One morning, I was sat at the dining room table across from my host mom. We both had out laptops out, typing furiously. She had her café, I had an empty tasse du thé. It was quiet in the house, with warm sunlight just beginning to stream through the front windows, and incessantly loud outside from all of the construction (the sound of scraping, cracking, and crumbling concrete will forever be imbedded in my mind).
From my left, I heard a kind of…screeching. I look over, and Héctor, the giant Maine Coon cat is stretched out on the red carpet, fully on his back. It is a beautiful moment—a highly underrated point in my study abroad experience; the two of us staring at this fluff ball of a monster in the early morning, trying not to laugh too loud.
One morning, as I sat eating cold (yet still delicious) boeuf bourguignon at the Bastille Market on Sunday morning, I started to think about the…evolution of my Paris knowledge. When I applied to study abroad, I was thinking less about Paris than about all the trips I was going to take from Paris, and that I was going to treat the city a bit more as a home base/touchpad than as a an adventure itself.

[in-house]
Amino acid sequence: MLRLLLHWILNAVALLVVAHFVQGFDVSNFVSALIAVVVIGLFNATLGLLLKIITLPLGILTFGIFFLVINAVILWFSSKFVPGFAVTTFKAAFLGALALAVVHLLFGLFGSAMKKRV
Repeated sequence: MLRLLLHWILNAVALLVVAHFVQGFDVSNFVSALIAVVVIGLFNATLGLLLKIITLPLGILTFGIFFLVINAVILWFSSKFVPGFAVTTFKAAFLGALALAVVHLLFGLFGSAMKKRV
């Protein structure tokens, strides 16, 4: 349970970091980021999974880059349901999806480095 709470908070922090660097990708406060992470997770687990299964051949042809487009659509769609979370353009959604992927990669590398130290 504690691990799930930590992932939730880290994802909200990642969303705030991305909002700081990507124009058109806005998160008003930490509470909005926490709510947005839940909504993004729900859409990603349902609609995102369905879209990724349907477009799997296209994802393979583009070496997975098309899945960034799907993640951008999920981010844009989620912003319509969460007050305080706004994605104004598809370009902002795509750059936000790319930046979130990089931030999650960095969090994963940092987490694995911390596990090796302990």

Now, I’ve been stressing over travel, and I’ve been able to get to some awesome places from Paris. I feel so lucky to hop on some planes and trains (less so automobiles) and gotten to places that I’ve always wanted to. At the same time, I found that, sitting on this cold little bench listening to the booming voices of vendors and the international mélange happening around me, I realize that I know where I am.
I mean, obviously I know where I am but it’s different because…because it’s Paris and I have succeeded in navigating myself without GoogleMaps and I knew which ligne to take (the 5) and I have made it and I am eating and I can tell any random passerby which way is North and…wow does it feel good to know.
One morning, after I’ve said “bonne journée” to my family and have made it out to the street, I find myself stopping at the corner patisserie to pick up a croissant for later. I head over to the grocery and pick up a little something for lunch, and then I am on my way to do everything that the day entails.
À toute à l’heure!